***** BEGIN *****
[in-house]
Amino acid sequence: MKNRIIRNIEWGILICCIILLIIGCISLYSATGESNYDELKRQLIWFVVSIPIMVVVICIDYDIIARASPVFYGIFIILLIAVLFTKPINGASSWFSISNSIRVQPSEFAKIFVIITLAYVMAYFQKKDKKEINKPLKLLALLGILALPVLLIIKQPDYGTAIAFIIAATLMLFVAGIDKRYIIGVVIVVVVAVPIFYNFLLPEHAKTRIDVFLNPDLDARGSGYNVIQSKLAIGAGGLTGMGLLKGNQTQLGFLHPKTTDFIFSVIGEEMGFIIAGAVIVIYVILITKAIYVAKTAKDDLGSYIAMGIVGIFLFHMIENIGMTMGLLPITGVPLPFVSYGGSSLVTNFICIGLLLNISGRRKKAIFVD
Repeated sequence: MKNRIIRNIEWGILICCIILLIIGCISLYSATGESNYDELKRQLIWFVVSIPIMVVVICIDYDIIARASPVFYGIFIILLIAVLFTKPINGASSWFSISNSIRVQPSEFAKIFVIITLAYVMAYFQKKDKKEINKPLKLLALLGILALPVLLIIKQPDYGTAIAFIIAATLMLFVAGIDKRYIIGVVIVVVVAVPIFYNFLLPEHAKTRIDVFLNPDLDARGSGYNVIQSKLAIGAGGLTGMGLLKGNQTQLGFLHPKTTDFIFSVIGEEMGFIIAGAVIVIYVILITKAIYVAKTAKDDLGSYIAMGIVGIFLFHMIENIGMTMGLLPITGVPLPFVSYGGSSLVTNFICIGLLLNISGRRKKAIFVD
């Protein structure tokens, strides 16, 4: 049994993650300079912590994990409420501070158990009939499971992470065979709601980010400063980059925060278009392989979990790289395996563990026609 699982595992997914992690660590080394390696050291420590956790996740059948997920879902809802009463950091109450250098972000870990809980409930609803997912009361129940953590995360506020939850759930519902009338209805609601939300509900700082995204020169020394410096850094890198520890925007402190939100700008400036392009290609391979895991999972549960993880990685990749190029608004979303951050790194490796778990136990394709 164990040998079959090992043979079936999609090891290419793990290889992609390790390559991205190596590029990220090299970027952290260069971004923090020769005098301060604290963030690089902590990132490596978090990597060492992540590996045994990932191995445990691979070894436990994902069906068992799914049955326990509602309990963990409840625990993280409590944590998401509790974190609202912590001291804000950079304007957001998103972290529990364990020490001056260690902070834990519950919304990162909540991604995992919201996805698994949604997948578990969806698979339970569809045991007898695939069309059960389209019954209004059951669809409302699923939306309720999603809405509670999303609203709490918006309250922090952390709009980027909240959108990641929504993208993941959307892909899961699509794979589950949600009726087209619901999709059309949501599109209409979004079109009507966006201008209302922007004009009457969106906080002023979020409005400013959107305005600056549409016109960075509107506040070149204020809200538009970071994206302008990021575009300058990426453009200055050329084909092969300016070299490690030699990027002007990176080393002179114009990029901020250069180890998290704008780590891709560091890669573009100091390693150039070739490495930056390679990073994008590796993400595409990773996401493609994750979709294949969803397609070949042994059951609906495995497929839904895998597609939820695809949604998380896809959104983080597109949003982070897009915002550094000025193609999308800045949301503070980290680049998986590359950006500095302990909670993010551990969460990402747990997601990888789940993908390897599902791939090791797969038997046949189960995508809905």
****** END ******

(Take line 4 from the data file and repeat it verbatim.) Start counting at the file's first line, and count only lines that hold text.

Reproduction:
């Protein structure tokens, strides 16, 4: 049994993650300079912590994990409420501070158990009939499971992470065979709601980010400063980059925060278009392989979990790289395996563990026609 699982595992997914992690660590080394390696050291420590956790996740059948997920879902809802009463950091109450250098972000870990809980409930609803997912009361129940953590995360506020939850759930519902009338209805609601939300509900700082995204020169020394410096850094890198520890925007402190939100700008400036392009290609391979895991999972549960993880990685990749190029608004979303951050790194490796778990136990394709 164990040998079959090992043979079936999609090891290419793990290889992609390790390559991205190596590029990220090299970027952290260069971004923090020769005098301060604290963030690089902590990132490596978090990597060492992540590996045994990932191995445990691979070894436990994902069906068992799914049955326990509602309990963990409840625990993280409590944590998401509790974190609202912590001291804000950079304007957001998103972290529990364990020490001056260690902070834990519950919304990162909540991604995992919201996805698994949604997948578990969806698979339970569809045991007898695939069309059960389209019954209004059951669809409302699923939306309720999603809405509670999303609203709490918006309250922090952390709009980027909240959108990641929504993208993941959307892909899961699509794979589950949600009726087209619901999709059309949501599109209409979004079109009507966006201008209302922007004009009457969106906080002023979020409005400013959107305005600056549409016109960075509107506040070149204020809200538009970071994206302008990021575009300058990426453009200055050329084909092969300016070299490690030699990027002007990176080393002179114009990029901020250069180890998290704008780590891709560091890669573009100091390693150039070739490495930056390679990073994008590796993400595409990773996401493609994750979709294949969803397609070949042994059951609906495995497929839904895998597609939820695809949604998380896809959104983080597109949003982070897009915002550094000025193609999308800045949301503070980290680049998986590359950006500095302990909670993010551990969460990402747990997601990888789940993908390897599902791939090791797969038997046949189960995508809905």